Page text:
• Guardians of the Galaxy Vol. 2: Groot, Drax, Mantis and Rocket are absent from the scene in which Yondu sacrifices himself to save Peter Quill.
    • Black Panther: The first half of the movie is rather light-hearted, with a Laughably Evil villain, a lot of good-natured teasing among the heroes, and a couple of humorously awkward situations. Then Killmonger kills Klaue and (apparently) T'Challa, and aside from a bit of trolling by M'Baku the second half becomes deadly serious.
    • Avengers: Infinity War:
      • The opening of the film picks up right where Thor: Ragnarok left off, but Korg, one of Ragnarok's major comic relief characters, is nowhere to be seen. Turns out, he managed to evacuate the ship with Valkyrie and the other survivors.
      • Of the heroes that Thanos disintegrates with the Infinity Gauntlet or personally kills, five of the twelve are members of the Guardians of the Galaxy, leaving only Nebula and Rocket (neither of whom were the most comical of the group) left out of them. In addition, the notably wisecracking Spider-Man is among the casualties, causing Tony to become very cynical and unlikely to joke for most of Avengers: Endgame.
    • Inverted in Avengers: Endgame: The film starts off on a sombre note, but once Ant-Man returns from the Quantum Realm thanks to a Rat and rejoins the Avengers, the film lightens up.
    • Shang-Chi and the Legend of the Ten Rings: Trevor Slattery, the fake Mandarin from Iron Man 3, and Morris, the animal guide of the group, spends most of the final battle pretending to be dead on the battlefield.
    • In Eternals, after Ikaris is revealed to have killed Ajak and leaves with Sprite to ensure Tiamut awakens, Kingo and his valet (the comic relief characters) leave the rest of the Eternals, with Kingo saying he thinks the Emergence should come to pass, and he wouldn't be much help if he tried to stop the Emergence anyway. He isn't present for the final confrontation.
    • Due to the darker nature of Spider-Man: No Way Home, Betty Brant, Flash Thompson, Mr Harrington and Mr Dell are out of the story before the first act ends. Moments of levity from Ned and MJ are significantly diminished as well, especially after Aunt May is murdered by the Green Goblin and Peter is at his lowest point.
  • At the beginning of the final act of Mr. Nice Guy, where Jackie, Miki, and Lakeisha are captured by Big Bad Giancarlo, Diana is punched out by one of his cronies, and Tara/Sandy, having been badly beaten at the construction site, similarly drops out of focus. The uncut version has a scene of Romeo visiting the two in a hospital ward, while the New Line Cinema cut leaves their fate more ambiguous.
  • Halloween H20: Twenty Years Later puts John and Molly on a bus (which does not return in the sequel) prior to Laurie's final confrontation with Michael.
  • In Disney's Maleficent, the three fairies disappear before the climax in which Maleficent and Diaval confront King Stefan, with Aurora helping them.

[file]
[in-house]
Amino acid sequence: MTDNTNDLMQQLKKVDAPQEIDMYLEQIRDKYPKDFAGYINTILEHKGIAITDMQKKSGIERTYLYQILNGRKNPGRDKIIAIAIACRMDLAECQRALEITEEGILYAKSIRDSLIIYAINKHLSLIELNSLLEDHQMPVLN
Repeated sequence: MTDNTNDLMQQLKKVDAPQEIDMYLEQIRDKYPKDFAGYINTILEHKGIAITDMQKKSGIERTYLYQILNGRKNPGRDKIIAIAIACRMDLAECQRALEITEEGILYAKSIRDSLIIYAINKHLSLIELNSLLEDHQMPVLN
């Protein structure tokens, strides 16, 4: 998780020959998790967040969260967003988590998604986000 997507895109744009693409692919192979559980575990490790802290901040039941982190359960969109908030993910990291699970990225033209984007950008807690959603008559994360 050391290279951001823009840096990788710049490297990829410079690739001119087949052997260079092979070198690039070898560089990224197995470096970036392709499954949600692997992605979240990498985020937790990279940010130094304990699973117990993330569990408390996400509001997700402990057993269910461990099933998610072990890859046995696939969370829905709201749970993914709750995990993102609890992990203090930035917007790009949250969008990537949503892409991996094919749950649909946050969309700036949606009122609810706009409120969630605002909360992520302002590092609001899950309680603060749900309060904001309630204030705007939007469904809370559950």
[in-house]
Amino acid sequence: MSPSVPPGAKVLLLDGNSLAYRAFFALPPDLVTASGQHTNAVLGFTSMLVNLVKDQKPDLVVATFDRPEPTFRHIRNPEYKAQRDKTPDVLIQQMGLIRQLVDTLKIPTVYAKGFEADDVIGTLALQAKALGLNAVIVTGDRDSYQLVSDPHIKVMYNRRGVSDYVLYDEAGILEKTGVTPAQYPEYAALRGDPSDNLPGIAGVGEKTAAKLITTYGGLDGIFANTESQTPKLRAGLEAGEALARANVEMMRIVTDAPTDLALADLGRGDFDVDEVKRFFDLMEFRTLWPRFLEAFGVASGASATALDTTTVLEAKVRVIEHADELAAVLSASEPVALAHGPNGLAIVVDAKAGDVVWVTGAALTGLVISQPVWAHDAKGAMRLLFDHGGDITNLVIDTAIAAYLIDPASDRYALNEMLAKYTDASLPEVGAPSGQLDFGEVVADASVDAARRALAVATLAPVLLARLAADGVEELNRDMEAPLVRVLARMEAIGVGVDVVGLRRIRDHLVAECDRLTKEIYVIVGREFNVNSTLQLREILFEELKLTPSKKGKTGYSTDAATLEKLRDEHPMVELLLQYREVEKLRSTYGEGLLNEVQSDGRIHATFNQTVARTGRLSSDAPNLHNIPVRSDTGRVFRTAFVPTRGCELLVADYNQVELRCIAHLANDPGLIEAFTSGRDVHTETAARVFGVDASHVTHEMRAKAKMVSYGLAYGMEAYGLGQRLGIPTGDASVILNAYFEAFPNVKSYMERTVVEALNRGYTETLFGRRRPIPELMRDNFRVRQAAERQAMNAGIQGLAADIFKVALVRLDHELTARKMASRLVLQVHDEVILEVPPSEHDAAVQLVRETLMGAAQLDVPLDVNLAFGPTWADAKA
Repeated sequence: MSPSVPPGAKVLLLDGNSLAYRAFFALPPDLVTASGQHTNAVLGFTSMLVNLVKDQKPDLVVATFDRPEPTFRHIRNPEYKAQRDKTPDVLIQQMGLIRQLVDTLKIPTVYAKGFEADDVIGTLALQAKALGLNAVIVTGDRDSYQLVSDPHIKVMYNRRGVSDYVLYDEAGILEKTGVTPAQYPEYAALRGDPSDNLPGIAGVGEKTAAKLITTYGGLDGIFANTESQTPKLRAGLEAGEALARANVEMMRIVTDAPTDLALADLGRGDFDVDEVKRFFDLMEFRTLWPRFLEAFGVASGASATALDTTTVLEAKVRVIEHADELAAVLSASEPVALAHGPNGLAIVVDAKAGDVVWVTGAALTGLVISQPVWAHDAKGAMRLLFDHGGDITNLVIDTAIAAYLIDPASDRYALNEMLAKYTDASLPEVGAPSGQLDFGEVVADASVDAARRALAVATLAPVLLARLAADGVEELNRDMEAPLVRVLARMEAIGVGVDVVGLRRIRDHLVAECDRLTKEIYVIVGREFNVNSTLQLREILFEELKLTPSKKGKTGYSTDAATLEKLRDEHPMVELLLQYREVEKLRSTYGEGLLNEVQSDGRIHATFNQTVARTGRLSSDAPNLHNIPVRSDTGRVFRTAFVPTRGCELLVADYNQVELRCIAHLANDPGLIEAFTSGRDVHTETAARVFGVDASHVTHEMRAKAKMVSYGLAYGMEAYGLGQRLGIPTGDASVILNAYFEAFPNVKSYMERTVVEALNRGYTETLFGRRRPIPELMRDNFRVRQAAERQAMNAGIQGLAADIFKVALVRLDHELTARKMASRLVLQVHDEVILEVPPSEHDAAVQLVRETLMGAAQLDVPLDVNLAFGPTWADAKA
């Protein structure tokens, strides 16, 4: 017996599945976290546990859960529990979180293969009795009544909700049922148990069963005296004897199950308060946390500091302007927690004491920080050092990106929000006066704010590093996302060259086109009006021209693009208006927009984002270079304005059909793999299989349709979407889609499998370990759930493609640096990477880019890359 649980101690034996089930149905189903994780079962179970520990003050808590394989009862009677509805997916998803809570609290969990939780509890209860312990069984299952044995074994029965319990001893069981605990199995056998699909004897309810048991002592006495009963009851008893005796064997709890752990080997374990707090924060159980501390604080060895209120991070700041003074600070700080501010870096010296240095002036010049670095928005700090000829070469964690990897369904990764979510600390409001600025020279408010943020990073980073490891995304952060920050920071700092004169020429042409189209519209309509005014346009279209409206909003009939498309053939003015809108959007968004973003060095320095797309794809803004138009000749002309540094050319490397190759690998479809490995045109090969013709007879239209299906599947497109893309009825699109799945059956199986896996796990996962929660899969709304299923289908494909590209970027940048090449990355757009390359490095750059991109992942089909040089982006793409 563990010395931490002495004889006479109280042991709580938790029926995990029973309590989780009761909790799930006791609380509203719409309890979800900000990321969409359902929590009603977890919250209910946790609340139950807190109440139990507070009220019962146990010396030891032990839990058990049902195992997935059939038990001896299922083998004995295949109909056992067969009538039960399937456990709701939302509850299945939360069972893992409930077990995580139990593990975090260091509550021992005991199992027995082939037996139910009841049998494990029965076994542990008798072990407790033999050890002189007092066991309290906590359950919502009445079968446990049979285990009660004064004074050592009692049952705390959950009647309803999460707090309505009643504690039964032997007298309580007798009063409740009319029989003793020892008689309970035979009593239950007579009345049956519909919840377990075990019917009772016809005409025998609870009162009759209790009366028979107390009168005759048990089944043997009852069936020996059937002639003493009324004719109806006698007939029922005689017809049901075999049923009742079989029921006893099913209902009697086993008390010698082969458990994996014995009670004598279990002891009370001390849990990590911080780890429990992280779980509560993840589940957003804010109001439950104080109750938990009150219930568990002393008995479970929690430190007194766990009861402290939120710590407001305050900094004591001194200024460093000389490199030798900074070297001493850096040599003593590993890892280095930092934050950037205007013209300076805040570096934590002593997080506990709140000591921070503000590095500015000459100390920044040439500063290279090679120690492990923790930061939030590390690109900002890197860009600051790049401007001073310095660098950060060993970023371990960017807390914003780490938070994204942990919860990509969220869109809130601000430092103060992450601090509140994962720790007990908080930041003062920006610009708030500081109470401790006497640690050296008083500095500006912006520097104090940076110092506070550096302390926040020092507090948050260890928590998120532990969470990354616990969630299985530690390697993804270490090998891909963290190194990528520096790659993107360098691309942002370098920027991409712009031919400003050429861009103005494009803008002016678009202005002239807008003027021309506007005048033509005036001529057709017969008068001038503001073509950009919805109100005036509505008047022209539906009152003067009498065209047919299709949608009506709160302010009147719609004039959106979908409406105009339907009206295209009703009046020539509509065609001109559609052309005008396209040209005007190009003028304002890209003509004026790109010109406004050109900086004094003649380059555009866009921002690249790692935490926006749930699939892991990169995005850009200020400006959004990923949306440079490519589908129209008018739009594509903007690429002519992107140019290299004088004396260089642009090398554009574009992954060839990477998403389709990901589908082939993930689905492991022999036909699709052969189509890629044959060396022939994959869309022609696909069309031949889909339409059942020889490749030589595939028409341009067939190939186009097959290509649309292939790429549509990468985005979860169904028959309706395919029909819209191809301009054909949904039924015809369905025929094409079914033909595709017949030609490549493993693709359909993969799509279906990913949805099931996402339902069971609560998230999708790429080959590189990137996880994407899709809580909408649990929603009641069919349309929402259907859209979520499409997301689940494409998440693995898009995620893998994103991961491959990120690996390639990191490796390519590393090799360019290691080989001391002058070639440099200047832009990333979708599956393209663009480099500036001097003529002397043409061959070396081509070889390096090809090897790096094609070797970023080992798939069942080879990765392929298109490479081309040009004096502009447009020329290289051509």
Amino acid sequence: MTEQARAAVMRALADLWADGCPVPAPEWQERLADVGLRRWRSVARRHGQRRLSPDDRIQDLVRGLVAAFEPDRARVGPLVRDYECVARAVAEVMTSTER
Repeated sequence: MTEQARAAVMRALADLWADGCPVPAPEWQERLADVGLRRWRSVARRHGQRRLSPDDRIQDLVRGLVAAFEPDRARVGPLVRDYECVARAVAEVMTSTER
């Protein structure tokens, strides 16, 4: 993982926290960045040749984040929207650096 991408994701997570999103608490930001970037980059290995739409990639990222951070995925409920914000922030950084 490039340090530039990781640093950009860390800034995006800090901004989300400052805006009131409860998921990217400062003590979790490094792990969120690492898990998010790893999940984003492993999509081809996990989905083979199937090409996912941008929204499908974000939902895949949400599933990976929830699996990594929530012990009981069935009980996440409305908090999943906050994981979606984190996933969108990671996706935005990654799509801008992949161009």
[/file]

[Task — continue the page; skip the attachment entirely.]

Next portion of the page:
• The 1954 Toho movie, Seven Samurai features Yohei, the comical villager getting killed before the dramatic final battle.
  • Friday the 13th Part 2 has Ted, a good-natured practical jokester. When the main characters go to check up on the camp near the end, Ted stays behind at a bar, missing the entire climactic battle. In fact, Ted never crosses paths with Jason Voorhees even once!
  • Wes Craven's New Nightmare does this on a meta level with regards to the A Nightmare on Elm Street franchise as a whole. The fact that, by 1994, the Nightmare films had long since jumped the shark and inflicted severe Villain Decay upon Freddy Krueger is heavily commented on and a major theme of the story. A key scene that sets the tone in the first act involves Robert Englund appearing in costume as Freddy on a talk show and getting a huge pop from the crowd, which includes a large number of kids who know him not as a sadistic supernatural Serial Killer who targets children but as a wisecracking, Creepy Awesome pop culture personality. This film's version of Freddy, by contrast, jettisons all of the camp that he had built up in later sequels, with nastier-looking burn scars and none of the Black Comedy that he brought before. Most of the Hollywood meta-humor, meanwhile, falls away in the second half of the film, while the plot comes to be about Freddy kidnapping Heather Langenkamp's son.
  • Wonder Woman (2017): The jovial Etta Candy almost completely disappears in the final act of the movie, only showing up again when she, Diana, and Steve's friends visit the memorial wall during the peace celebration, as well as The Stinger in the home-video release.
  • The Steve Martin / Carl Reiner film All of Me plays with this trope. Like the previous collaborations between the two, it is still a comedy and never seriously tries to be anything but. However, previous Martin/Reiner films like The Jerk and The Man with Two Brains tended to be rather zany, madcap and off-the-wall, relying heavily on fast-paced surrealism and absurdism, a loose relationship with the fourth wall and Martin himself playing a rather deranged and dimwitted buffoon. All of Me, however, is more naturalistic and plot-based, Martin's character is basically a down-to-earth nice guy with a few quirks, and the humour mainly comes from the absurd situation that Martin's character finds himself in and his interplay with the woman responsible for it (played by Lily Tomlin).
  • We Are the Night: The film becomes more dark and dramatic after Perky Goth Nora dies.
  • Dead Poets Society: Charlie, the society's most outspoken member, gets expelled after Neil's death for refusing to sell out Mr. Keating and punching Cameron after discovering he was the first one to turn against Keating.